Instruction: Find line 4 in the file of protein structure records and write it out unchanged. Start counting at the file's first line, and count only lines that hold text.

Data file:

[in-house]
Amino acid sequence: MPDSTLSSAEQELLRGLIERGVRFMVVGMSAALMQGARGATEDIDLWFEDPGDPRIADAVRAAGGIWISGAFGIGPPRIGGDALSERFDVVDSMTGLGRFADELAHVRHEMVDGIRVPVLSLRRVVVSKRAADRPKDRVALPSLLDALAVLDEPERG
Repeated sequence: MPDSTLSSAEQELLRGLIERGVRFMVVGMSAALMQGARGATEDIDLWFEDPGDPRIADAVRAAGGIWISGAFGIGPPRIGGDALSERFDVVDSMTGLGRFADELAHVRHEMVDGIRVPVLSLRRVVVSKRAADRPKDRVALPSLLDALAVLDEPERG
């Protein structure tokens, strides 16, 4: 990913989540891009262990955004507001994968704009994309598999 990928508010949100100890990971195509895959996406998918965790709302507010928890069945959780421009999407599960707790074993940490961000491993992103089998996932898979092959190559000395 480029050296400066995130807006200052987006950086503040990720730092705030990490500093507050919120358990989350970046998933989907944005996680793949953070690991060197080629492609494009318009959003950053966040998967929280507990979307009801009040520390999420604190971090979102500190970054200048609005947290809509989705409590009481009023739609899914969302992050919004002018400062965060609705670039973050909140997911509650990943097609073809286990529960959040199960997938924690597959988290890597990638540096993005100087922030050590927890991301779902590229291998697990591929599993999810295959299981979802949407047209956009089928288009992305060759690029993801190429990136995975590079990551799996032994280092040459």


């Protein structure tokens, strides 16, 4: 990913989540891009262990955004507001994968704009994309598999 990928508010949100100890990971195509895959996406998918965790709302507010928890069945959780421009999407599960707790074993940490961000491993992103089998996932898979092959190559000395 480029050296400066995130807006200052987006950086503040990720730092705030990490500093507050919120358990989350970046998933989907944005996680793949953070690991060197080629492609494009318009959003950053966040998967929280507990979307009801009040520390999420604190971090979102500190970054200048609005947290809509989705409590009481009023739609899914969302992050919004002018400062965060609705670039973050909140997911509650990943097609073809286990529960959040199960997938924690597959988290890597990638540096993005100087922030050590927890991301779902590229291998697990591929599993999810295959299981979802949407047209956009089928288009992305060759690029993801190429990136995975590079990551799996032994280092040459």